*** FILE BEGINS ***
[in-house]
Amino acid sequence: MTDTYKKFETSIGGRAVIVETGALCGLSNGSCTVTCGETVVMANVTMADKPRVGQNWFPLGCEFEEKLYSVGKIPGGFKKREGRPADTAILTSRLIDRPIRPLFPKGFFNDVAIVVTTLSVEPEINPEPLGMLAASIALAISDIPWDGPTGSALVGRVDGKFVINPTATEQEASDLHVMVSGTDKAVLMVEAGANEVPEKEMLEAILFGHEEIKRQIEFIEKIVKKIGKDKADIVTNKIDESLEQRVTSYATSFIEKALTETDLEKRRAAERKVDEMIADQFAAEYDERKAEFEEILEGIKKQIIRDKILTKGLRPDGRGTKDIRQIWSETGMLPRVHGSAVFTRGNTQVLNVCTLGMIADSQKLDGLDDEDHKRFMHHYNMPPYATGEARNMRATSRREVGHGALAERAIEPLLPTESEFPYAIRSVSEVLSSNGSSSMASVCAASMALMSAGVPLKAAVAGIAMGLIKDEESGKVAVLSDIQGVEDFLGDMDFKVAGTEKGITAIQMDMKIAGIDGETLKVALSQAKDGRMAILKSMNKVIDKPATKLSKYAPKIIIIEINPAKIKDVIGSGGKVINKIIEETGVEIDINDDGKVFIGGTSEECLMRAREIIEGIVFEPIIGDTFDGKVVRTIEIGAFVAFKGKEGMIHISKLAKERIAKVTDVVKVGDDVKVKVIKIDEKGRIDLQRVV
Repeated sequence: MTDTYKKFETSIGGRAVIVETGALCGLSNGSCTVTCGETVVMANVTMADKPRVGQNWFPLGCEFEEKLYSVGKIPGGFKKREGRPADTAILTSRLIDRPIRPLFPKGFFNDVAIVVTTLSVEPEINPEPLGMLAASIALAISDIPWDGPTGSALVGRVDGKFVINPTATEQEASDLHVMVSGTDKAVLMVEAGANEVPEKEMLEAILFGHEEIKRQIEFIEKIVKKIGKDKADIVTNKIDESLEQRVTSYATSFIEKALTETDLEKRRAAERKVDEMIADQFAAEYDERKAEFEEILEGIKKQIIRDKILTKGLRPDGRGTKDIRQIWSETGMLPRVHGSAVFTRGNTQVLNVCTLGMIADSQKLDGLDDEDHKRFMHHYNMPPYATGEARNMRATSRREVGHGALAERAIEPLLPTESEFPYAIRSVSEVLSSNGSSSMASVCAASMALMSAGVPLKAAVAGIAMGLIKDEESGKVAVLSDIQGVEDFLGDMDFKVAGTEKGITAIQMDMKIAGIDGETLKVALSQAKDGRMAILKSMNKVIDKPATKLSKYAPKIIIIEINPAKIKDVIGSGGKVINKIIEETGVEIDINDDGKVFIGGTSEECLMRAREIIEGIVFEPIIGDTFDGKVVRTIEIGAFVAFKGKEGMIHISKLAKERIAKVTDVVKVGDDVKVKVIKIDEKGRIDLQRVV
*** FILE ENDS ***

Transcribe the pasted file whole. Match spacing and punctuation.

[in-house]
Amino acid sequence: MTDTYKKFETSIGGRAVIVETGALCGLSNGSCTVTCGETVVMANVTMADKPRVGQNWFPLGCEFEEKLYSVGKIPGGFKKREGRPADTAILTSRLIDRPIRPLFPKGFFNDVAIVVTTLSVEPEINPEPLGMLAASIALAISDIPWDGPTGSALVGRVDGKFVINPTATEQEASDLHVMVSGTDKAVLMVEAGANEVPEKEMLEAILFGHEEIKRQIEFIEKIVKKIGKDKADIVTNKIDESLEQRVTSYATSFIEKALTETDLEKRRAAERKVDEMIADQFAAEYDERKAEFEEILEGIKKQIIRDKILTKGLRPDGRGTKDIRQIWSETGMLPRVHGSAVFTRGNTQVLNVCTLGMIADSQKLDGLDDEDHKRFMHHYNMPPYATGEARNMRATSRREVGHGALAERAIEPLLPTESEFPYAIRSVSEVLSSNGSSSMASVCAASMALMSAGVPLKAAVAGIAMGLIKDEESGKVAVLSDIQGVEDFLGDMDFKVAGTEKGITAIQMDMKIAGIDGETLKVALSQAKDGRMAILKSMNKVIDKPATKLSKYAPKIIIIEINPAKIKDVIGSGGKVINKIIEETGVEIDINDDGKVFIGGTSEECLMRAREIIEGIVFEPIIGDTFDGKVVRTIEIGAFVAFKGKEGMIHISKLAKERIAKVTDVVKVGDDVKVKVIKIDEKGRIDLQRVV
Repeated sequence: MTDTYKKFETSIGGRAVIVETGALCGLSNGSCTVTCGETVVMANVTMADKPRVGQNWFPLGCEFEEKLYSVGKIPGGFKKREGRPADTAILTSRLIDRPIRPLFPKGFFNDVAIVVTTLSVEPEINPEPLGMLAASIALAISDIPWDGPTGSALVGRVDGKFVINPTATEQEASDLHVMVSGTDKAVLMVEAGANEVPEKEMLEAILFGHEEIKRQIEFIEKIVKKIGKDKADIVTNKIDESLEQRVTSYATSFIEKALTETDLEKRRAAERKVDEMIADQFAAEYDERKAEFEEILEGIKKQIIRDKILTKGLRPDGRGTKDIRQIWSETGMLPRVHGSAVFTRGNTQVLNVCTLGMIADSQKLDGLDDEDHKRFMHHYNMPPYATGEARNMRATSRREVGHGALAERAIEPLLPTESEFPYAIRSVSEVLSSNGSSSMASVCAASMALMSAGVPLKAAVAGIAMGLIKDEESGKVAVLSDIQGVEDFLGDMDFKVAGTEKGITAIQMDMKIAGIDGETLKVALSQAKDGRMAILKSMNKVIDKPATKLSKYAPKIIIIEINPAKIKDVIGSGGKVINKIIEETGVEIDINDDGKVFIGGTSEECLMRAREIIEGIVFEPIIGDTFDGKVVRTIEIGAFVAFKGKEGMIHISKLAKERIAKVTDVVKVGDDVKVKVIKIDEKGRIDLQRVV